Builders find trove of interwar Polish coins buried in 18th century monastery in Ukraine
A glass bottle containing six kilos of coins from interwar Poland has been found buried under a monastery in Ukraine.
Builders stumbled upon the stash one-metre below the Bernadine Monastery and St. Andrew’s Church in the town of Zbarazh where they were carrying out earthworks.
Ranging in denominations of one grosz to one złoty, the coins found among the broken remains of the bottle are all dated between 1923 and 1939.
The reason for being buried one-metre below the surface of the 18th century monastery remains a mystery.
Originally part of the historic Galicia region and one of the settings for Henryk Sienkiewicz's classic 1884 novel With Fire and Sword, before WWII the town was part of Poland in what was then the Tarnopol voivodeship.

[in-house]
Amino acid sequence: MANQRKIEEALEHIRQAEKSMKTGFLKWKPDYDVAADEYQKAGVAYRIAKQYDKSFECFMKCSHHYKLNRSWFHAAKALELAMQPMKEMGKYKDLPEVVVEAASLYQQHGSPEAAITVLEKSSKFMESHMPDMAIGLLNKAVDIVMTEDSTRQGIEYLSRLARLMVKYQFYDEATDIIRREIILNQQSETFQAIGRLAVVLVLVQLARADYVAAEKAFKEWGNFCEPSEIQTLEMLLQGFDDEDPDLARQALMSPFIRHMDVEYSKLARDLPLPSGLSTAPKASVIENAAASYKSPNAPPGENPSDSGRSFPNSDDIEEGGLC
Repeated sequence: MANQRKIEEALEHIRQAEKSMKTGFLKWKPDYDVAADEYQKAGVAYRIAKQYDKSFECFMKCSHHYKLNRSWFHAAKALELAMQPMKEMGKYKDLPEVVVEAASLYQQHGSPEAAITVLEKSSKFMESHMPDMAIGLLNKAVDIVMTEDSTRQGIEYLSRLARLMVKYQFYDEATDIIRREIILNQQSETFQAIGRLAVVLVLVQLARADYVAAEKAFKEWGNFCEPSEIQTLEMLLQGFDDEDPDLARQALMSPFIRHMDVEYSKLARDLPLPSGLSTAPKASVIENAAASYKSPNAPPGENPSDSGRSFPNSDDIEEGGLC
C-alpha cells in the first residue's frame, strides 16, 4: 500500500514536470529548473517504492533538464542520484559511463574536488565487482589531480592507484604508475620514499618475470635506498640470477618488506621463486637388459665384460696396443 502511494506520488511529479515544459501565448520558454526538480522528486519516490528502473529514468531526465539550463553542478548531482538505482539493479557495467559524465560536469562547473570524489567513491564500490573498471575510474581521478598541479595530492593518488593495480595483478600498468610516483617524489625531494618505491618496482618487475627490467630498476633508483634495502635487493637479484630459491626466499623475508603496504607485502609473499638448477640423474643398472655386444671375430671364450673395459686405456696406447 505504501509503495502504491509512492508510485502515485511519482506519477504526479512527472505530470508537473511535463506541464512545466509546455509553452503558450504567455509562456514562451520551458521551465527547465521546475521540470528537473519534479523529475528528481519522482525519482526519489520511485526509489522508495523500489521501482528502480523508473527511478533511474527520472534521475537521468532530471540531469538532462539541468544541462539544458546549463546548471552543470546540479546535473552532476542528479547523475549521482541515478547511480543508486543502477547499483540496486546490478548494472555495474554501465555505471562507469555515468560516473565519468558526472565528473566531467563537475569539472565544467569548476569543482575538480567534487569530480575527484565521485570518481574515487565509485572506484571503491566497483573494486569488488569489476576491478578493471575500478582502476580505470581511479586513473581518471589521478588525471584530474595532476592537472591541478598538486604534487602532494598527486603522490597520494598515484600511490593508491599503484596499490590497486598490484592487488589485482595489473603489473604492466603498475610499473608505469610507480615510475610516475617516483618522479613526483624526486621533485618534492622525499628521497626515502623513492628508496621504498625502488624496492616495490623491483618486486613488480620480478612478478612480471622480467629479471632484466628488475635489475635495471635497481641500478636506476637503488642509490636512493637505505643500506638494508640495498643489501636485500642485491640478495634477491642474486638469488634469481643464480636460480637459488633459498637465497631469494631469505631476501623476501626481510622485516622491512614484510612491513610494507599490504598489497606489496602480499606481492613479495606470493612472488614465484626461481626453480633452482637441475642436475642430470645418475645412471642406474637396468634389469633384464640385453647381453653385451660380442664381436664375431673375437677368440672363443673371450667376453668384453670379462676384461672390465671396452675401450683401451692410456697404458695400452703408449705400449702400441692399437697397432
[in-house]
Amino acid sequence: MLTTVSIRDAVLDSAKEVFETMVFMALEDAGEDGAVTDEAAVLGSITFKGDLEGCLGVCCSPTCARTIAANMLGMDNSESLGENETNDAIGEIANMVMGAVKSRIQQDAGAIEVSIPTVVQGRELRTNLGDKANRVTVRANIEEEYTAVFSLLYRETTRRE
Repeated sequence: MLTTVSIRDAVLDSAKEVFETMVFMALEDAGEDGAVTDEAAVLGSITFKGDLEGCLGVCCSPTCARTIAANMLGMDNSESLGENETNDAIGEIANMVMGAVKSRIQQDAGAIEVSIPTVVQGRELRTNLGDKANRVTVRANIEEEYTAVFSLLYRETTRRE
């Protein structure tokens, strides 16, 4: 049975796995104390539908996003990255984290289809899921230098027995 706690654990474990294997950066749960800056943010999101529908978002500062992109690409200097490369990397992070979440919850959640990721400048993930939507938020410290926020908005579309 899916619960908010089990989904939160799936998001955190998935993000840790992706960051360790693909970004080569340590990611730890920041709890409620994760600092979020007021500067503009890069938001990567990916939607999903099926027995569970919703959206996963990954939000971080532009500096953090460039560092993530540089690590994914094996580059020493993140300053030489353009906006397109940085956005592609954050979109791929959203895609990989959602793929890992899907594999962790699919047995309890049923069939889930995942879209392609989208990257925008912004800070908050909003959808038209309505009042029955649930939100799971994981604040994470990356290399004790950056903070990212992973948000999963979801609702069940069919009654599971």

In the inter-war period the monastery was the seat of the local Bernadine monks and also the site of a school they ran.
The monks were forced to move in 1945 when the Soviets decided to turn the historic building first into a hospital and later into a semiconductor factory, which caused huge damage to the ancient building, a classic example of 17th century architecture.
The coins in a bottle have now been handed over to archeologists and will become part of the ‘Castles of Ternopil’ National Reserve, which has its headquarters in Zbarazh.